[Hayes, Sir George (1805-1869), Judge and Justice of the Queen's Bench]
[Attack on the Press] A Bill for the More effectual Prosecution of the War with Russia, and for securing the Liberty of the Press, and for other Purposes
London, William Stevens, Printer, 37, Bell Yard, Temple Bar, February 1855,
6pp, folio, blue paper in the manner of a Parliamentary Bill few folds, edge nicks and minor staining.
Hayes’s real target in this spoof bill can be seen from the headings to the various sections ‘Conduct of the war confided to “The Times newspaper’; Officers to hold commissions at the pleasure of “The Times’; ...’”The Times” enpowered to take Sebastopol’; ‘”The Times” empowered to displace Ministers and appoint Cabinet Commissioners. Cabinet Councils to be held in Printing-house Square’; ‘All Courts to give judgements according to the opinion of “The Times”’; etc... see [Edmund Macrory], Hayesiana, privately printed 1892 for an extended account of Hayes life and a reprinting of some of his private publications. Regarding the "Bill for the more effectual Prosecution of the War with Russia" reprinted in this volume Macrory notes [it] ‘was printed on blue foolscap paper, in the form of a Bill introduced into the House of Lords, and was printed (as the date on it proves) in February 1855, just at the time when the War in the Crimea was progressing not entirely in a satisfactory manner, and shortly after a second false report of the fall of Sebastopol had found its way into some of the daily newspapers, including The Times.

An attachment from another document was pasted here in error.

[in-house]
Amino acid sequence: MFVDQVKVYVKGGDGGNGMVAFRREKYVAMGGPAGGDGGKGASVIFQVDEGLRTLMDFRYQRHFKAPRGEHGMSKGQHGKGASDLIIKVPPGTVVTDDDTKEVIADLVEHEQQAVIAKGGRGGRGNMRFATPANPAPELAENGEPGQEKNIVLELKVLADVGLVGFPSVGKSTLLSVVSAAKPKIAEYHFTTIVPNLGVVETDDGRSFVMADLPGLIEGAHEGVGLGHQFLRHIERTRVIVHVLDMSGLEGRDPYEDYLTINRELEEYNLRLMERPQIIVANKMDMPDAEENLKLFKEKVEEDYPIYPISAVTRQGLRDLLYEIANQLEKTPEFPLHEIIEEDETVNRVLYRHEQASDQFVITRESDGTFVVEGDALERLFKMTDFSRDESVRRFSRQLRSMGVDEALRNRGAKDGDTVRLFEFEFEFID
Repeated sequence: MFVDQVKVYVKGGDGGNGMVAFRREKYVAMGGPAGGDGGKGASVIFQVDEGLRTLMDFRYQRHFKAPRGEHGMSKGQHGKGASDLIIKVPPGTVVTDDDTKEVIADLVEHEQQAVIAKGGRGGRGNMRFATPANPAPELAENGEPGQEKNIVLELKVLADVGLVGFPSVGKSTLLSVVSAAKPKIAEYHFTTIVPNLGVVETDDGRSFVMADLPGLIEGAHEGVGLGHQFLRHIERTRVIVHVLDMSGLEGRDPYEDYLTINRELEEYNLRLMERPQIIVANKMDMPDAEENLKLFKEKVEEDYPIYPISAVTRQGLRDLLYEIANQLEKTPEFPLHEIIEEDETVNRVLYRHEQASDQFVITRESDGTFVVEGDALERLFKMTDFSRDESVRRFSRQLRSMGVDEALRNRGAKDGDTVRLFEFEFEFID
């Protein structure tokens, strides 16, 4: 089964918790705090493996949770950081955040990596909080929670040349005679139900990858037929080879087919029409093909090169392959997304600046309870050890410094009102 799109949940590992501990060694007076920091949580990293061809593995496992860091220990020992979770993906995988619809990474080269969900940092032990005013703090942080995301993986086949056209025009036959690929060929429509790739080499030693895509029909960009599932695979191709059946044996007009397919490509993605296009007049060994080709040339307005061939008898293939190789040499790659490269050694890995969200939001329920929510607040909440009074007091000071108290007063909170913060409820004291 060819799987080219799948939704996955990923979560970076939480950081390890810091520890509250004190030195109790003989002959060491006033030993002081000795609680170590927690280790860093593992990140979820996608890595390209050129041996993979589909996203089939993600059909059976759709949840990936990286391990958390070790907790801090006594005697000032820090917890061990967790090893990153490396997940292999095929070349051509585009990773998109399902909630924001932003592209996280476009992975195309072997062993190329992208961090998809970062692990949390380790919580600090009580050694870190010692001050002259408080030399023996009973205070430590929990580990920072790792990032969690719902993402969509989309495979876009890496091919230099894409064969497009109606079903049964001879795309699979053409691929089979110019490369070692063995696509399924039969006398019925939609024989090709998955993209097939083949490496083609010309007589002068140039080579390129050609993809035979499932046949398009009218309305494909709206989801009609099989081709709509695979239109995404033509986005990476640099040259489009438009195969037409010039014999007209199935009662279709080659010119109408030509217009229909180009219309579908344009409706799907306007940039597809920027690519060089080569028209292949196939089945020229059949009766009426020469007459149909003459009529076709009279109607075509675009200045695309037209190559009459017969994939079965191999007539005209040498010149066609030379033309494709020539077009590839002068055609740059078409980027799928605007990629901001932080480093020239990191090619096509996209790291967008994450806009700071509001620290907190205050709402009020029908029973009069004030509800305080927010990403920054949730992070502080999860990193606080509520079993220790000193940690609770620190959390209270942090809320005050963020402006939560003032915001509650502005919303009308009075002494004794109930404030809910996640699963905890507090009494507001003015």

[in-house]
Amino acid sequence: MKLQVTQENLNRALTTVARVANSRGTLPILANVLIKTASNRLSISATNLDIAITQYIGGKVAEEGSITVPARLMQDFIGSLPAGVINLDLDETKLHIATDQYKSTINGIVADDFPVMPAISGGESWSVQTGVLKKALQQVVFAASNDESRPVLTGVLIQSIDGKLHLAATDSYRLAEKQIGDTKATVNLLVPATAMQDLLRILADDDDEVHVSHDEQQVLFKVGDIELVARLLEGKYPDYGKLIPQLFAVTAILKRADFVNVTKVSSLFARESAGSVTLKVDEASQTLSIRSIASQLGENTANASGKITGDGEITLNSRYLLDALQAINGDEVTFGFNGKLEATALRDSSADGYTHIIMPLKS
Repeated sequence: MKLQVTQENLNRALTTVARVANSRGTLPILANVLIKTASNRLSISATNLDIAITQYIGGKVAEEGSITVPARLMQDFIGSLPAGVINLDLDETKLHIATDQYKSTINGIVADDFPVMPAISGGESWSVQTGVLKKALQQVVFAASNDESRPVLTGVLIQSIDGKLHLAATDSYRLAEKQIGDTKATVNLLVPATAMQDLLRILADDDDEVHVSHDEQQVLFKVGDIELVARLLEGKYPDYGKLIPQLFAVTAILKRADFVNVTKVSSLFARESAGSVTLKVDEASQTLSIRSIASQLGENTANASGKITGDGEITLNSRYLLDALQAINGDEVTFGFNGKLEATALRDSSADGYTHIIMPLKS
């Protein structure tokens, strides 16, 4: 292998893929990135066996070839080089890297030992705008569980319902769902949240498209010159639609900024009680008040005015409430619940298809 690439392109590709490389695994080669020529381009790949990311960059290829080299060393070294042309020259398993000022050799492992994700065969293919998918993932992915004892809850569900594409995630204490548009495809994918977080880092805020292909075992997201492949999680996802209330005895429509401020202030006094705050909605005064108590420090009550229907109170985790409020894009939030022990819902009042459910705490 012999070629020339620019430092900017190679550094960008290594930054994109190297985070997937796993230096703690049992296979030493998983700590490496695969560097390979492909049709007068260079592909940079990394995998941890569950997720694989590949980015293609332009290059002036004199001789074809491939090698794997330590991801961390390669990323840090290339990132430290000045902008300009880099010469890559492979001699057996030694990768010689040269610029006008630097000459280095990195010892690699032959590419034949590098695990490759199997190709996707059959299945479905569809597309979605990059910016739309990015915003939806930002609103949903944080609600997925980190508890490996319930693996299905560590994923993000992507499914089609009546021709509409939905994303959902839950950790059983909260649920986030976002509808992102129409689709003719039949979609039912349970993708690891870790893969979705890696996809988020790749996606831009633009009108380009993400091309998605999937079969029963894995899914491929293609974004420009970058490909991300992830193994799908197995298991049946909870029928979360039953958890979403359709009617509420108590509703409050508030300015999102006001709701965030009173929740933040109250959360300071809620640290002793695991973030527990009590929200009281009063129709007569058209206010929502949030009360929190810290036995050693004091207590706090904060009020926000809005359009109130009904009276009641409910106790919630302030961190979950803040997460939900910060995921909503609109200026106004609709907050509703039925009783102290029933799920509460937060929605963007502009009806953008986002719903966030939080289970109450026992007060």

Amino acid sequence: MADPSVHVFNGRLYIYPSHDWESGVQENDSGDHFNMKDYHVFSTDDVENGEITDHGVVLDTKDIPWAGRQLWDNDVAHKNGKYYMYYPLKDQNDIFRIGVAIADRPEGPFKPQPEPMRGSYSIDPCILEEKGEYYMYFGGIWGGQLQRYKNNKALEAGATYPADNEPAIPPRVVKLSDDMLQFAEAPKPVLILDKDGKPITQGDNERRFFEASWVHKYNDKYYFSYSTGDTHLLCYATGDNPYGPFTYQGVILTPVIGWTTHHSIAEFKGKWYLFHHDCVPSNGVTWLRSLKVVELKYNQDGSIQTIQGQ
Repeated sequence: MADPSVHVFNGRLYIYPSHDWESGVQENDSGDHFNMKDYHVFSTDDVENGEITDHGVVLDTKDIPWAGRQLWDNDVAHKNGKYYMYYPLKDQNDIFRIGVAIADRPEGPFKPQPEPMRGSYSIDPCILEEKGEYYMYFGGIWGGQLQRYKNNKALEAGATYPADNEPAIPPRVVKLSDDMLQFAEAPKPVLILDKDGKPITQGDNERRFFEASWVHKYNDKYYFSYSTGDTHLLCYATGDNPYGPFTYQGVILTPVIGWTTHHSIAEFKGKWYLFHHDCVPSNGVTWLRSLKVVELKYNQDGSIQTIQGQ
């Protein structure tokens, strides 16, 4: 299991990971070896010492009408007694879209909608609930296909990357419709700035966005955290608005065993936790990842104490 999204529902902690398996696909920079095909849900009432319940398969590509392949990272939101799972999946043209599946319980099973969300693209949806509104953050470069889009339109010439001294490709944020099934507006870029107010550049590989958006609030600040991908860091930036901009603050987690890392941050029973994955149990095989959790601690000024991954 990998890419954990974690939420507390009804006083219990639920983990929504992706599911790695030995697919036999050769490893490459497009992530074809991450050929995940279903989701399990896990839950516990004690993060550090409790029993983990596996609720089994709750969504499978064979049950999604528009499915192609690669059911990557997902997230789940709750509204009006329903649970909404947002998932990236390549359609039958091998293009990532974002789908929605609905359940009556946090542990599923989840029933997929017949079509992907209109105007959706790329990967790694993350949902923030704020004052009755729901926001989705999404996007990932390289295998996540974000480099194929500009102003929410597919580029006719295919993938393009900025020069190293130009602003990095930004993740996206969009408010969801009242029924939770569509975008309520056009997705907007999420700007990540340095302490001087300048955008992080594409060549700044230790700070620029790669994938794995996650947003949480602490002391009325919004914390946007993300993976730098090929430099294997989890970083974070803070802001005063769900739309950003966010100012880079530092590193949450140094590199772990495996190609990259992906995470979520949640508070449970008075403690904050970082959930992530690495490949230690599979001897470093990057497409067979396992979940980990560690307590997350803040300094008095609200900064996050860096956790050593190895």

Hayes, second son of Sheedy Hayes, a West Indian proprietor, and Catherine, daughter of John Westgate, was born in Judd Place, Somers Town, London and educated at Highgate School and at St. Edmund's Roman Catholic college, near Ware. In 1830 he was called to the bar, in 1862 he was appointed Recorder of Leicester, and in 1868 he was named a justice of the court of queen's bench and knighted by the queen at Windsor Castle on 9 Dec.
[ref: 12771] £350